Drinks are a primary source of nutrition for small children. They should be drinking water and plain milk rather than sweetened sodas, drinks, or juice.
Drinks are a primary source of nutrition for small children. Babies drink breast milk or formula. After six months, it’s time to introduce them to water, pediatricians say, and at the 12-month well-check, you can begin feeding your child cow or soy milk. After that, it can be confusing to know what to pick when so many drinks are marketed in colorful packages for children.
A consensus statement from four leading organizations advises that you keep your brood away from alternative milks, flavored milk, fruit juice, sodas, or energy drinks until the age of five. Early childhood is a chance to learn healthful habits and avoid developing a taste for sweets. The panel did not address the pros and cons of breast milk vs. formula.
The statement, their first collaboration on this topic, comes from the American Academy of Pediatrics (AAP), American Heart Association, Academy of Nutrition and Dietetics, and the American Academy of Pediatric Dentistry.
Here is the group’s timeline for introducing your child to water, milk, and small amounts of juice.
Six months to one year. Once you start your children on solid foods at around six months, you can also teach them to hold an open cup or sippy cup. A few sips of water at meals will help them get used to the taste. Water is important to stay hydrated. —But avoid juice. The group endorsed AAP’s previous recommendations that parents keep juice entirely away from children under the age of one.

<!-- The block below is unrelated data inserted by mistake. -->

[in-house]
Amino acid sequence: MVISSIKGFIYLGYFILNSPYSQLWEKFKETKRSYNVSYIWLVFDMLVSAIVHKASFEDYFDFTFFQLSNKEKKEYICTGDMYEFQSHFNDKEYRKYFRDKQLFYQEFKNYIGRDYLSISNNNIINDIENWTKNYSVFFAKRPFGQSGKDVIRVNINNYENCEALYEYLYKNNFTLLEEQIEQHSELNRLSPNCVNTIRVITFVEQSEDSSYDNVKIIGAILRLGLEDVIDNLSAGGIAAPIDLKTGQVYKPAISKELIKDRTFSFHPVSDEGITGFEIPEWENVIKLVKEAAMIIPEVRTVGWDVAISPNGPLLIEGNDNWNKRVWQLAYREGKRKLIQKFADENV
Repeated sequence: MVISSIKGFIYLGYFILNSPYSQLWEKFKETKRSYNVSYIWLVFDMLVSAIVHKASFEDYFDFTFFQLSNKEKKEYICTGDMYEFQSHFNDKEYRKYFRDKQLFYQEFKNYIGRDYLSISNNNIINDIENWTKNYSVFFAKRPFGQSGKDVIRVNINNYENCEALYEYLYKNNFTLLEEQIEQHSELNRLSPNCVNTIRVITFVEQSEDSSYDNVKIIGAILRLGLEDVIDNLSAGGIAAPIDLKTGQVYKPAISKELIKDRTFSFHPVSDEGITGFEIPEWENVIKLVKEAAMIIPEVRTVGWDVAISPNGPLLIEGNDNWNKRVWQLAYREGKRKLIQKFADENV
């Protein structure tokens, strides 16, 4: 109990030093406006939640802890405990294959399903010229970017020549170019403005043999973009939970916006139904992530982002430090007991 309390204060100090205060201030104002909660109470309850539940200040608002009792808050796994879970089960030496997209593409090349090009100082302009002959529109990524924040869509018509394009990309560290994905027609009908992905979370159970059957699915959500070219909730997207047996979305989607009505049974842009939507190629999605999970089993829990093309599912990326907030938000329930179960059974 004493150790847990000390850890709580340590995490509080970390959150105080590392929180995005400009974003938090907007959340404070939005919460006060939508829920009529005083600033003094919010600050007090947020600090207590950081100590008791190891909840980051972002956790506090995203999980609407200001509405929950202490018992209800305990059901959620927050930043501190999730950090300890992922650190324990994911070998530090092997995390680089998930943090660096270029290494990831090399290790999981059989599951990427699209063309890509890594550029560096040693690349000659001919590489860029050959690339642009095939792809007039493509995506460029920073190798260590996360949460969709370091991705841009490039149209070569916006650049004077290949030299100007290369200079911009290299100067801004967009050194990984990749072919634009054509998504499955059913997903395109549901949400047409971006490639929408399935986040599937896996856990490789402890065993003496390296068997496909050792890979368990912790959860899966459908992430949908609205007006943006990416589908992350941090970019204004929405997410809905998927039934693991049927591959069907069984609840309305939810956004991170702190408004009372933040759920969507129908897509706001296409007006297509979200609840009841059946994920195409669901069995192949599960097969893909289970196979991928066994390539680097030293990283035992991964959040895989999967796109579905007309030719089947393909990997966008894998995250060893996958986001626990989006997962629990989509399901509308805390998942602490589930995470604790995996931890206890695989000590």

Age one. Now you can introduce whole plain cow’s milk. It offers the key nutrients calcium, vitamin D, vitamin A, zinc, and protein. If you need another option — perhaps you keep a vegan household, or your child reacts badly to cow’s milk — the group recommends fortified soy milk. Unlike other plant and nut-based milks, fortified soy milk is nutritionally equivalent to cow’s milk. Your pediatrician may recommend a different kind of milk if neither soy nor cow’s milk works for your child.
Age one to three. If you decide to offer your children juice, stick to no more than four ounces a day. Use 100 percent juice, and consider adding water. Even better, offer small pieces of whole fruit.
Age two to five. Milk and water should be your child’s go-to beverage. Now instead of whole milk, opt for skim (non-fat) or low-fat (1 percent) milk.
Choose unflavored milk. While a chocolate or strawberry flavored milk may appeal to your child, the consensus advises that you stick to unflavored milk and help keep your child from favoring sweets. The group advises against toddler milks or transitional formulas, which are unnecessary.
Choose whole fruit over juice. Both children and adults are better off eating an orange or apple rather than drinking juice, but, if fruit isn’t available, small amounts of juice can provide nutrition.
Skip sweetened drinks. You don’t want to put your child on track for weight gain and diabetes with sugary drinks. Sport and energy drinks contain artificial sweeteners that may not be safe for young children, so avoid them.
Skip caffeinated drinks. There is no clear safe level of caffeine for small children, including caffeine in colas, tea, and coffee. Caffeine can interfere with your child’s sleep, and cause irritability, nervousness, headaches, and difficulty concentrating.
December 13, 2019